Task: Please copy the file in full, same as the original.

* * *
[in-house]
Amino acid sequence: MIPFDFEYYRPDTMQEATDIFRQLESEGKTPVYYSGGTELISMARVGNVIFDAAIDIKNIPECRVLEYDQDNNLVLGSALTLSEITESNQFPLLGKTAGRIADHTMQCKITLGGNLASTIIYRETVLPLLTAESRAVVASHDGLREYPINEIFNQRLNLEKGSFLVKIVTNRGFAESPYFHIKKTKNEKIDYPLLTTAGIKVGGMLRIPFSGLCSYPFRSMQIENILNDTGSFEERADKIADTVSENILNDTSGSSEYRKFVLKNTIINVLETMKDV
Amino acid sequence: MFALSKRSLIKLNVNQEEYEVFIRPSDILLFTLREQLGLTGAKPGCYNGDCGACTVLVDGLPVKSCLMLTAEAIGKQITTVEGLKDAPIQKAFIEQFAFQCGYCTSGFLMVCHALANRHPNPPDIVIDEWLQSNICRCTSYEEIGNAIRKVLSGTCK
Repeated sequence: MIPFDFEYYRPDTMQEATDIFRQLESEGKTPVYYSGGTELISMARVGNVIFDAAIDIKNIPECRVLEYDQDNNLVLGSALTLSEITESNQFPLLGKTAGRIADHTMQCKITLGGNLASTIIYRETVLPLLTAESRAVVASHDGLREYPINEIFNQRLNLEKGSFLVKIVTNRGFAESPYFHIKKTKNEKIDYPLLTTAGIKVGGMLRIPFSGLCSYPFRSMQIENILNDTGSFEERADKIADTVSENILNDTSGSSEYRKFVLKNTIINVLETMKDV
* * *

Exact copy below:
[in-house]
Amino acid sequence: MIPFDFEYYRPDTMQEATDIFRQLESEGKTPVYYSGGTELISMARVGNVIFDAAIDIKNIPECRVLEYDQDNNLVLGSALTLSEITESNQFPLLGKTAGRIADHTMQCKITLGGNLASTIIYRETVLPLLTAESRAVVASHDGLREYPINEIFNQRLNLEKGSFLVKIVTNRGFAESPYFHIKKTKNEKIDYPLLTTAGIKVGGMLRIPFSGLCSYPFRSMQIENILNDTGSFEERADKIADTVSENILNDTSGSSEYRKFVLKNTIINVLETMKDV
Amino acid sequence: MFALSKRSLIKLNVNQEEYEVFIRPSDILLFTLREQLGLTGAKPGCYNGDCGACTVLVDGLPVKSCLMLTAEAIGKQITTVEGLKDAPIQKAFIEQFAFQCGYCTSGFLMVCHALANRHPNPPDIVIDEWLQSNICRCTSYEEIGNAIRKVLSGTCK
Repeated sequence: MIPFDFEYYRPDTMQEATDIFRQLESEGKTPVYYSGGTELISMARVGNVIFDAAIDIKNIPECRVLEYDQDNNLVLGSALTLSEITESNQFPLLGKTAGRIADHTMQCKITLGGNLASTIIYRETVLPLLTAESRAVVASHDGLREYPINEIFNQRLNLEKGSFLVKIVTNRGFAESPYFHIKKTKNEKIDYPLLTTAGIKVGGMLRIPFSGLCSYPFRSMQIENILNDTGSFEERADKIADTVSENILNDTSGSSEYRKFVLKNTIINVLETMKDV